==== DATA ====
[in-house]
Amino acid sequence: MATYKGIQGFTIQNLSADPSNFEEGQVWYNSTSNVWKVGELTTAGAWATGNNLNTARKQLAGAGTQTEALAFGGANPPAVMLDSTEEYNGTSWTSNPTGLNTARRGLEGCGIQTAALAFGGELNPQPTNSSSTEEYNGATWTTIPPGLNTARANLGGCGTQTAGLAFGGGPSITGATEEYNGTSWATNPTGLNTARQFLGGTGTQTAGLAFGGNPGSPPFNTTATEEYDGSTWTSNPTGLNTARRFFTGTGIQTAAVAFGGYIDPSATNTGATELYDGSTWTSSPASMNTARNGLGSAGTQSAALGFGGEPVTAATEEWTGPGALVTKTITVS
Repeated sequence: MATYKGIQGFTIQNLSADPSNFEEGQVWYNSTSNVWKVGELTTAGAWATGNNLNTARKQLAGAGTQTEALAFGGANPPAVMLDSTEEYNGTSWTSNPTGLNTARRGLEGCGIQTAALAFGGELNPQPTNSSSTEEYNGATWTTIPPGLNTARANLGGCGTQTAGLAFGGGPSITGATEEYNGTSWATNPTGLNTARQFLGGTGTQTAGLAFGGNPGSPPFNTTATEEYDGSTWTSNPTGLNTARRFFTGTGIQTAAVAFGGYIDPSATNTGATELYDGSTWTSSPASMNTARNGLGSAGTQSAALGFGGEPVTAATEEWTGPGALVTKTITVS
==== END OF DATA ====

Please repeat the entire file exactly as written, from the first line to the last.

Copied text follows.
[in-house]
Amino acid sequence: MATYKGIQGFTIQNLSADPSNFEEGQVWYNSTSNVWKVGELTTAGAWATGNNLNTARKQLAGAGTQTEALAFGGANPPAVMLDSTEEYNGTSWTSNPTGLNTARRGLEGCGIQTAALAFGGELNPQPTNSSSTEEYNGATWTTIPPGLNTARANLGGCGTQTAGLAFGGGPSITGATEEYNGTSWATNPTGLNTARQFLGGTGTQTAGLAFGGNPGSPPFNTTATEEYDGSTWTSNPTGLNTARRFFTGTGIQTAAVAFGGYIDPSATNTGATELYDGSTWTSSPASMNTARNGLGSAGTQSAALGFGGEPVTAATEEWTGPGALVTKTITVS
Repeated sequence: MATYKGIQGFTIQNLSADPSNFEEGQVWYNSTSNVWKVGELTTAGAWATGNNLNTARKQLAGAGTQTEALAFGGANPPAVMLDSTEEYNGTSWTSNPTGLNTARRGLEGCGIQTAALAFGGELNPQPTNSSSTEEYNGATWTTIPPGLNTARANLGGCGTQTAGLAFGGGPSITGATEEYNGTSWATNPTGLNTARQFLGGTGTQTAGLAFGGNPGSPPFNTTATEEYDGSTWTSNPTGLNTARRFFTGTGIQTAAVAFGGYIDPSATNTGATELYDGSTWTSSPASMNTARNGLGSAGTQSAALGFGGEPVTAATEEWTGPGALVTKTITVS